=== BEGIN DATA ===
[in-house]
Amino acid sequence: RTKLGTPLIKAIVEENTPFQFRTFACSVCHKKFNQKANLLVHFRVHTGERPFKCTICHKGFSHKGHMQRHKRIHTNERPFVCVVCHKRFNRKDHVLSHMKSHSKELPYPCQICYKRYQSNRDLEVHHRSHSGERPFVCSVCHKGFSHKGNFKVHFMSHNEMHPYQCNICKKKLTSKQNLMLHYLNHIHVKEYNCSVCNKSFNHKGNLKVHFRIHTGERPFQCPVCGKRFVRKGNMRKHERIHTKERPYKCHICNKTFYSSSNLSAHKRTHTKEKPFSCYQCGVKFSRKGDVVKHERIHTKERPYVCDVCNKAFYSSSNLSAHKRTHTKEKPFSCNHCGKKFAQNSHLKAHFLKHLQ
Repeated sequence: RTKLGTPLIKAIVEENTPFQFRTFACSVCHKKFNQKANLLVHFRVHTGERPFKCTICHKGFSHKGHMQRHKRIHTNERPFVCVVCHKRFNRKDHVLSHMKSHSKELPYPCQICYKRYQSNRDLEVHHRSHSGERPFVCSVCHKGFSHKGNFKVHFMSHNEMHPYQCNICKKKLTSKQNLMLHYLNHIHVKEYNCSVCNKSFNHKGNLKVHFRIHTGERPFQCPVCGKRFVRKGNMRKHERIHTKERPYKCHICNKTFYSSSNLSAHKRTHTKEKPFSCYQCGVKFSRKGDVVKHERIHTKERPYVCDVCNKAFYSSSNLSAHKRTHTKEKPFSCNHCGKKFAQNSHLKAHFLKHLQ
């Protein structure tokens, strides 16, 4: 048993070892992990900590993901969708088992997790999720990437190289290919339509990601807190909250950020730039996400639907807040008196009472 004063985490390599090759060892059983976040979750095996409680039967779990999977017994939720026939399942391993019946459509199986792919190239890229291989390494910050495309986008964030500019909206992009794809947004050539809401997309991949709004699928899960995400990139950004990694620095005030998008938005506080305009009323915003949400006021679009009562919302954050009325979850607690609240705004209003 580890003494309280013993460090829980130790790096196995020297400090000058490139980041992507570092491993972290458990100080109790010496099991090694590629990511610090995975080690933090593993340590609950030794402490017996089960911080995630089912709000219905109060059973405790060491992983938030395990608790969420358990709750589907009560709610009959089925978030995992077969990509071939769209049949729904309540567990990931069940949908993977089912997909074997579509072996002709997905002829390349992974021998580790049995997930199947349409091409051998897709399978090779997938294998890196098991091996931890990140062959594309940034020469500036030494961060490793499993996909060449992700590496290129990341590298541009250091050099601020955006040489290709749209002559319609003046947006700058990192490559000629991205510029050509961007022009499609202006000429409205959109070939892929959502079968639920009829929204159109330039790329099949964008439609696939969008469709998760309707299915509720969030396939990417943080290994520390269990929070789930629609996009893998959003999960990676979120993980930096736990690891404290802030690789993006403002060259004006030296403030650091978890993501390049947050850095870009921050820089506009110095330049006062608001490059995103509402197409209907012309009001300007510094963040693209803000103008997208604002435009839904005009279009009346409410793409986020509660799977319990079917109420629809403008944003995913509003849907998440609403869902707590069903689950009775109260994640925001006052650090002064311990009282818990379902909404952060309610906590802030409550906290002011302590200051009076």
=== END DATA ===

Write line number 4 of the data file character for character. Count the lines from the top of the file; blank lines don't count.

């Protein structure tokens, strides 16, 4: 048993070892992990900590993901969708088992997790999720990437190289290919339509990601807190909250950020730039996400639907807040008196009472 004063985490390599090759060892059983976040979750095996409680039967779990999977017994939720026939399942391993019946459509199986792919190239890229291989390494910050495309986008964030500019909206992009794809947004050539809401997309991949709004699928899960995400990139950004990694620095005030998008938005506080305009009323915003949400006021679009009562919302954050009325979850607690609240705004209003 580890003494309280013993460090829980130790790096196995020297400090000058490139980041992507570092491993972290458990100080109790010496099991090694590629990511610090995975080690933090593993340590609950030794402490017996089960911080995630089912709000219905109060059973405790060491992983938030395990608790969420358990709750589907009560709610009959089925978030995992077969990509071939769209049949729904309540567990990931069940949908993977089912997909074997579509072996002709997905002829390349992974021998580790049995997930199947349409091409051998897709399978090779997938294998890196098991091996931890990140062959594309940034020469500036030494961060490793499993996909060449992700590496290129990341590298541009250091050099601020955006040489290709749209002559319609003046947006700058990192490559000629991205510029050509961007022009499609202006000429409205959109070939892929959502079968639920009829929204159109330039790329099949964008439609696939969008469709998760309707299915509720969030396939990417943080290994520390269990929070789930629609996009893998959003999960990676979120993980930096736990690891404290802030690789993006403002060259004006030296403030650091978890993501390049947050850095870009921050820089506009110095330049006062608001490059995103509402197409209907012309009001300007510094963040693209803000103008997208604002435009839904005009279009009346409410793409986020509660799977319990079917109420629809403008944003995913509003849907998440609403869902707590069903689950009775109260994640925001006052650090002064311990009282818990379902909404952060309610906590802030409550906290002011302590200051009076």